For several years, many pundits (including myself) have criticized Omar Minaya for his lack of a “Plan B”, or “backup plan”.

It turns out that we simply didn’t understand Minaya’s genius. He never had a “backup plan” because from the beginning he’s been working with a “backward plan”.


We have to go back far in time to explain — specifically, to June 12, 2003, when Steve Phillips was fired.

It was on that day that Jeff and Fred Wilpon announced a new direction for the organization.


Garland, Sheets Off the Table

Remove the garland from the Christmas tree, and get Lazy Mary to pull the sheets from her bed.

A little late on this, but reporting it so you can post your comments — Ben Sheets agreed to a one-year, $10M deal with the Oakland Athletics, and Jon Garland signed a one-year, $4.7M deal with the San Diego Padres.

As mentioned in the previous post, Sheets + Oakland makes a lot of sense for both parties.

Garland, I imagine, preferred to be on the Left Coast, so it’s possible the Mets were never a possibility considering their Right Coast locale. Additionally, he has a nice opportunity to hurl a stress-free year in a huge pitcher’s park — a good formula for boosting his value when he becomes a free agent again next winter.

Additionally, former Cub prospect Rich Hill signed a minor-league deal with the Cardinals. The lefthander had a breakout season in 2007, then forgot how to throw strikes. This is a very under-the-radar move that could very well turn out wonderful for St. Louis. Can’t you just see Hill suddenly finding himself under the tutelage of Dave Duncan?

In other belated reporting, you may or may not have heard that the Phillies signed Jose Contreras to a cheap one-year deal. I don’t think the Mets were ever a player for his services, and I don’t believe he would’ve been a good idea. Most reports speculate that Contreras will begin 2010 in the Philly bullpen.

Finally, the latest buzz is that Jarrod Washburn is leaning toward the Twins and Mariners.

So, who’s left on the open market for the rotation? Looks to me like Braden Looper, John Smoltz, and Pedro Martinez are the best of the best. Ouch. In other words, Omar Minaya best be burning the phone lines talking trade with other GMs to find another arm or two.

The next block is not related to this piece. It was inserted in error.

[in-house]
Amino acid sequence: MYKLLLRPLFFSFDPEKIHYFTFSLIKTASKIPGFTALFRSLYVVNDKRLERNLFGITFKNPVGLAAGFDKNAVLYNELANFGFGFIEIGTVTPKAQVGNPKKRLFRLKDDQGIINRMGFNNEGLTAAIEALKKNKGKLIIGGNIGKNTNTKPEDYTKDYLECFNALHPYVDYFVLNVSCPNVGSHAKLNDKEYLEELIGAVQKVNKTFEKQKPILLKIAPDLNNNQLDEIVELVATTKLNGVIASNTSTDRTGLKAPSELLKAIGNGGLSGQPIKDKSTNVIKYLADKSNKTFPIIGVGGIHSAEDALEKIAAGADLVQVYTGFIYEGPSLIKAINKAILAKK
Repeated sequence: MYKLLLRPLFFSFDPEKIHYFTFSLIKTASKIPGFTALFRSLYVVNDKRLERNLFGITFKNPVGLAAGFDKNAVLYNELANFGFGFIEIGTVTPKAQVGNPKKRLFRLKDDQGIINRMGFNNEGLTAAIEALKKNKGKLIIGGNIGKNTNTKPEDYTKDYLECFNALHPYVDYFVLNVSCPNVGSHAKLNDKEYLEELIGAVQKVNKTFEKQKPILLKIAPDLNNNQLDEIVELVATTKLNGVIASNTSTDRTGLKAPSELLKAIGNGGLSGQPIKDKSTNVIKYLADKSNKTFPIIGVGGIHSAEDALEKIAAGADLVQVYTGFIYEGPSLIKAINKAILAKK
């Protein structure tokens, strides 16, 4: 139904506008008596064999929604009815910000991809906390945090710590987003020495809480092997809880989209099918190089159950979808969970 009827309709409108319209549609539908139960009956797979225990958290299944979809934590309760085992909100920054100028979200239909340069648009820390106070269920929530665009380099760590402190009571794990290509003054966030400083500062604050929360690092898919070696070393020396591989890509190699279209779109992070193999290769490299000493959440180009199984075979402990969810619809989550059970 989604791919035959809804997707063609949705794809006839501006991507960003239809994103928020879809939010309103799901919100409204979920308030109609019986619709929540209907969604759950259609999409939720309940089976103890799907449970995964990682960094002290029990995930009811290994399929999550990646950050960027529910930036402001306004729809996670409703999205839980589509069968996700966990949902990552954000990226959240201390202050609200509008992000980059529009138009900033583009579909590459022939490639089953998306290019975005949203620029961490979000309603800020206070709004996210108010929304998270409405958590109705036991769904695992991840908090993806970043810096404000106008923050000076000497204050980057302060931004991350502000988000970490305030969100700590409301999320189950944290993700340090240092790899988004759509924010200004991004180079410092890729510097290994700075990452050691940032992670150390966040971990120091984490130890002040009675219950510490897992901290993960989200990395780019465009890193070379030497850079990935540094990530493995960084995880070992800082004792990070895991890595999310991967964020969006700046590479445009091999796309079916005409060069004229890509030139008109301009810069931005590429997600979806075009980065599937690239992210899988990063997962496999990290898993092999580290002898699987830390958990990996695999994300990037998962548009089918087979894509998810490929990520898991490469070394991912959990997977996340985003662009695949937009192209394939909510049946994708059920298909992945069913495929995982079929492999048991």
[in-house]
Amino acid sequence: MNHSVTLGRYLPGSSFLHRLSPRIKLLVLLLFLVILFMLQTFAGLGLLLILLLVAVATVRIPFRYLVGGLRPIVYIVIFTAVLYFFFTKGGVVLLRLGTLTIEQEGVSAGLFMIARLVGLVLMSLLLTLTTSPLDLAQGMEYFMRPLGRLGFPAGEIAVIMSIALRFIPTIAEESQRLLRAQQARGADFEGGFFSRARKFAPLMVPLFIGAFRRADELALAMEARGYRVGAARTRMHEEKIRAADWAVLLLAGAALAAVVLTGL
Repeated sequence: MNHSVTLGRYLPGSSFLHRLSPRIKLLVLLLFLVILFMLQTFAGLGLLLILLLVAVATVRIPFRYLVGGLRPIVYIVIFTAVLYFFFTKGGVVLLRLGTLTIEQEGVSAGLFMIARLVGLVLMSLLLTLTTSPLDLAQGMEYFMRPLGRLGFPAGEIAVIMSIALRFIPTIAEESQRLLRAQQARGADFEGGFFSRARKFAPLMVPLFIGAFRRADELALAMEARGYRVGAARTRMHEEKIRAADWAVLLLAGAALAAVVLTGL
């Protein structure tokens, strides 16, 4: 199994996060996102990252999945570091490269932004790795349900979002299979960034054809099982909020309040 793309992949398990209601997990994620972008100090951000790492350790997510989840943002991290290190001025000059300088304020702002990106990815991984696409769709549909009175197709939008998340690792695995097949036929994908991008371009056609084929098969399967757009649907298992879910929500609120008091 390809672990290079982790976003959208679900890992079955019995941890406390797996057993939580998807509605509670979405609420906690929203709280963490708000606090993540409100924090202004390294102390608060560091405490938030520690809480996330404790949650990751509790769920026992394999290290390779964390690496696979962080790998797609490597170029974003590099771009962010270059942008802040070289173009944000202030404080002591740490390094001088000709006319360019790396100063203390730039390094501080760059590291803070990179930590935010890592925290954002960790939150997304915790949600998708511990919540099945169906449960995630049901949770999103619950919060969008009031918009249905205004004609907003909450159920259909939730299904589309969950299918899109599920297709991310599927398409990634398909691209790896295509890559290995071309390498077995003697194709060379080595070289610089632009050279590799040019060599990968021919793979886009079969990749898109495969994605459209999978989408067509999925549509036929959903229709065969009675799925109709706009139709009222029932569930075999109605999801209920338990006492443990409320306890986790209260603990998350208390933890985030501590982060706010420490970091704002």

Mets Game 144: Loss to Phillies

Phillies 1 Mets 0

Well, at least they weren’t swept. Though, they were mathematically eliminated from winning the NL East (the Mets are now 20 games behind the Phillies with 18 games left to play).

Tim Redding continued his remarkable ability to mystify the most powerful offense in the National League, holding the Phillies to one measly run on three hits in six innings. However, Pedro Martinez was just a little better, shutting out the Mets through eight frames — allowing six hits, two walks, and striking out seven in an inspiring and emotional 130-pitch effort.

You remember Pedro — the guy who insisted he was finally healthy and practically begged the Mets to give him one more year of pitching in New York?

With Brad Lidge remaining on the bench, the Mets had little chance of coming back in the ninth. Instead, Ryan Madson came on to earn his eighth save of the season.


The Mets scattered seven hits, more than doubling the Phillies’ three. But hits are irrelevant if they don’t score runs.

Pedro’s change-up was thrown as slow as 75 MPH and as fast as 87 MPH. He was 90-91 on most of his fastballs. His 125th and 126th pitches of the night were clocked at 91 MPH.

Pedro is now 5-0 with a 2.87 ERA and has yet to “disrupt” the Phillies clubhouse with his “poisonous” personality — which was predicted by such “experts” as Seth Everett and Don LaGreca. (The Phillies are 7-0 in his starts.)

Once Jeremy Reed replaced Fernando Tatis in left, joining Carlos Beltran in center and Cory Sullivan in right, the Mets fielded perhaps the best defensive outfield combination in their history.

Did anyone else see Kevin Burkhardt competing against Roger Federer between games? The commute would’ve been a lot easier if the Mets were playing at home.

Today’s Baseball Lesson

With two outs and Pedro on pitch #130, Dan Murphy broke for third on a ball in the dirt, only to be thrown out by Carlos Ruiz. Youngster, take heed of this baseball absolute: NEVER, EVER make the first out or the third out at third base. EVER. The reason you don’t make the last out at third is because you are already in scoring position at second base, and with two outs you can only score on a hit. OK, if you’re on third base there is a chance you can score on a wild pitch, but those are fairly rare (except at the very low levels) and they don’t occur often enough to make it worth the gamble of advancing to third — it’s a low-percentage play. In contrast, with less than two outs, it’s OK to be more aggressive in advancing to third because you can score on an out (i.e., sacrifice fly or ground out) — your options are greatly broadened. Dan Murphy standing on second base with two outs and standing on third base with two outs is essentially the same situation — in either case your most likely chance of scoring is on a ball hit to the outfield that falls safely.